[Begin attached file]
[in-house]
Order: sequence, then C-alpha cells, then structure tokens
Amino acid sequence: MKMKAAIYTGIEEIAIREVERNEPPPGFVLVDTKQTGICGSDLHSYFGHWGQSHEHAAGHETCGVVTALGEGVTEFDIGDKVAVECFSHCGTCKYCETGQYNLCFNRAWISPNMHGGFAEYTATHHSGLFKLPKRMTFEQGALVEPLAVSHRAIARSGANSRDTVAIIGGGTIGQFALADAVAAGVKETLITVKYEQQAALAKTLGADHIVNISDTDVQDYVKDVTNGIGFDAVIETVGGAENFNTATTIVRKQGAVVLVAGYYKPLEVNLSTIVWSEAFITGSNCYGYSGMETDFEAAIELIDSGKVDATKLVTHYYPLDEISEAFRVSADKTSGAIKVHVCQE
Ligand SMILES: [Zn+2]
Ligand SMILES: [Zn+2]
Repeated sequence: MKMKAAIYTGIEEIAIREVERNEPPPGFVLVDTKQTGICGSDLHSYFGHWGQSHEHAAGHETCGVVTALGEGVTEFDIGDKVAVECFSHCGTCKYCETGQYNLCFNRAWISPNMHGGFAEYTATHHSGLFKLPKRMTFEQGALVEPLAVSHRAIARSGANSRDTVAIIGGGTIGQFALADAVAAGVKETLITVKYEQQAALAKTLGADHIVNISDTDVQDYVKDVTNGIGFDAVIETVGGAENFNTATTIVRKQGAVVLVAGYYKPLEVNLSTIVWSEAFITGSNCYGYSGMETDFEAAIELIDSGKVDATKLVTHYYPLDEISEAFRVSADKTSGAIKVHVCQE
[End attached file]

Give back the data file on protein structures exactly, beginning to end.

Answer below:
[in-house]
Order: sequence, then C-alpha cells, then structure tokens
Amino acid sequence: MKMKAAIYTGIEEIAIREVERNEPPPGFVLVDTKQTGICGSDLHSYFGHWGQSHEHAAGHETCGVVTALGEGVTEFDIGDKVAVECFSHCGTCKYCETGQYNLCFNRAWISPNMHGGFAEYTATHHSGLFKLPKRMTFEQGALVEPLAVSHRAIARSGANSRDTVAIIGGGTIGQFALADAVAAGVKETLITVKYEQQAALAKTLGADHIVNISDTDVQDYVKDVTNGIGFDAVIETVGGAENFNTATTIVRKQGAVVLVAGYYKPLEVNLSTIVWSEAFITGSNCYGYSGMETDFEAAIELIDSGKVDATKLVTHYYPLDEISEAFRVSADKTSGAIKVHVCQE
Ligand SMILES: [Zn+2]
Ligand SMILES: [Zn+2]
Repeated sequence: MKMKAAIYTGIEEIAIREVERNEPPPGFVLVDTKQTGICGSDLHSYFGHWGQSHEHAAGHETCGVVTALGEGVTEFDIGDKVAVECFSHCGTCKYCETGQYNLCFNRAWISPNMHGGFAEYTATHHSGLFKLPKRMTFEQGALVEPLAVSHRAIARSGANSRDTVAIIGGGTIGQFALADAVAAGVKETLITVKYEQQAALAKTLGADHIVNISDTDVQDYVKDVTNGIGFDAVIETVGGAENFNTATTIVRKQGAVVLVAGYYKPLEVNLSTIVWSEAFITGSNCYGYSGMETDFEAAIELIDSGKVDATKLVTHYYPLDEISEAFRVSADKTSGAIKVHVCQE